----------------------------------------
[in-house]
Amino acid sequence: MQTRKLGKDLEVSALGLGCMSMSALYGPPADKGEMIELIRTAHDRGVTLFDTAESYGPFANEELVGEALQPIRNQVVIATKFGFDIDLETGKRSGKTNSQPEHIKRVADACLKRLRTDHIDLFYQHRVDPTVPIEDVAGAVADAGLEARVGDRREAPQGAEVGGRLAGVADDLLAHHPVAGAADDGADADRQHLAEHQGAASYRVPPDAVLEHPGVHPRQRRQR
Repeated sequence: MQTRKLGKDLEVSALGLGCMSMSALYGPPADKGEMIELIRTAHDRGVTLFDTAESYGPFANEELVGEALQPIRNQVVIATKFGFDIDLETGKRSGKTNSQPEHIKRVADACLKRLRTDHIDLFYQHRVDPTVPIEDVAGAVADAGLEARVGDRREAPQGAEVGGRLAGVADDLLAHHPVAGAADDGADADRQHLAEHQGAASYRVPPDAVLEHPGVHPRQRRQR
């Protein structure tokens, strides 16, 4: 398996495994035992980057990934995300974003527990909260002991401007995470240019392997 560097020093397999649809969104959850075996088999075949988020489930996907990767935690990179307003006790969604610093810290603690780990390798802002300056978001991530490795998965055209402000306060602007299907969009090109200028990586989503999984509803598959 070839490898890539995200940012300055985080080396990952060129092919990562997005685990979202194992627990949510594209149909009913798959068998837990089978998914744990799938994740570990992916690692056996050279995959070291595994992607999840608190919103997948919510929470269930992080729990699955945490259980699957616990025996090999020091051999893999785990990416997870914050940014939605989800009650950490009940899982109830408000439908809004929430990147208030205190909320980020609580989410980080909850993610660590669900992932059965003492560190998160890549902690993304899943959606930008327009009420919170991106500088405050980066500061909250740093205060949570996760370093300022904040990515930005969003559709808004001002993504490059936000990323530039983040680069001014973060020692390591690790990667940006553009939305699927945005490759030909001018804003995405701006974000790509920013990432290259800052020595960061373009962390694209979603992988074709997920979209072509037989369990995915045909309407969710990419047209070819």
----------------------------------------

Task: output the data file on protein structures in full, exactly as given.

[in-house]
Amino acid sequence: MQTRKLGKDLEVSALGLGCMSMSALYGPPADKGEMIELIRTAHDRGVTLFDTAESYGPFANEELVGEALQPIRNQVVIATKFGFDIDLETGKRSGKTNSQPEHIKRVADACLKRLRTDHIDLFYQHRVDPTVPIEDVAGAVADAGLEARVGDRREAPQGAEVGGRLAGVADDLLAHHPVAGAADDGADADRQHLAEHQGAASYRVPPDAVLEHPGVHPRQRRQR
Repeated sequence: MQTRKLGKDLEVSALGLGCMSMSALYGPPADKGEMIELIRTAHDRGVTLFDTAESYGPFANEELVGEALQPIRNQVVIATKFGFDIDLETGKRSGKTNSQPEHIKRVADACLKRLRTDHIDLFYQHRVDPTVPIEDVAGAVADAGLEARVGDRREAPQGAEVGGRLAGVADDLLAHHPVAGAADDGADADRQHLAEHQGAASYRVPPDAVLEHPGVHPRQRRQR
């Protein structure tokens, strides 16, 4: 398996495994035992980057990934995300974003527990909260002991401007995470240019392997 560097020093397999649809969104959850075996088999075949988020489930996907990767935690990179307003006790969604610093810290603690780990390798802002300056978001991530490795998965055209402000306060602007299907969009090109200028990586989503999984509803598959 070839490898890539995200940012300055985080080396990952060129092919990562997005685990979202194992627990949510594209149909009913798959068998837990089978998914744990799938994740570990992916690692056996050279995959070291595994992607999840608190919103997948919510929470269930992080729990699955945490259980699957616990025996090999020091051999893999785990990416997870914050940014939605989800009650950490009940899982109830408000439908809004929430990147208030205190909320980020609580989410980080909850993610660590669900992932059965003492560190998160890549902690993304899943959606930008327009009420919170991106500088405050980066500061909250740093205060949570996760370093300022904040990515930005969003559709808004001002993504490059936000990323530039983040680069001014973060020692390591690790990667940006553009939305699927945005490759030909001018804003995405701006974000790509920013990432290259800052020595960061373009962390694209979603992988074709997920979209072509037989369990995915045909309407969710990419047209070819």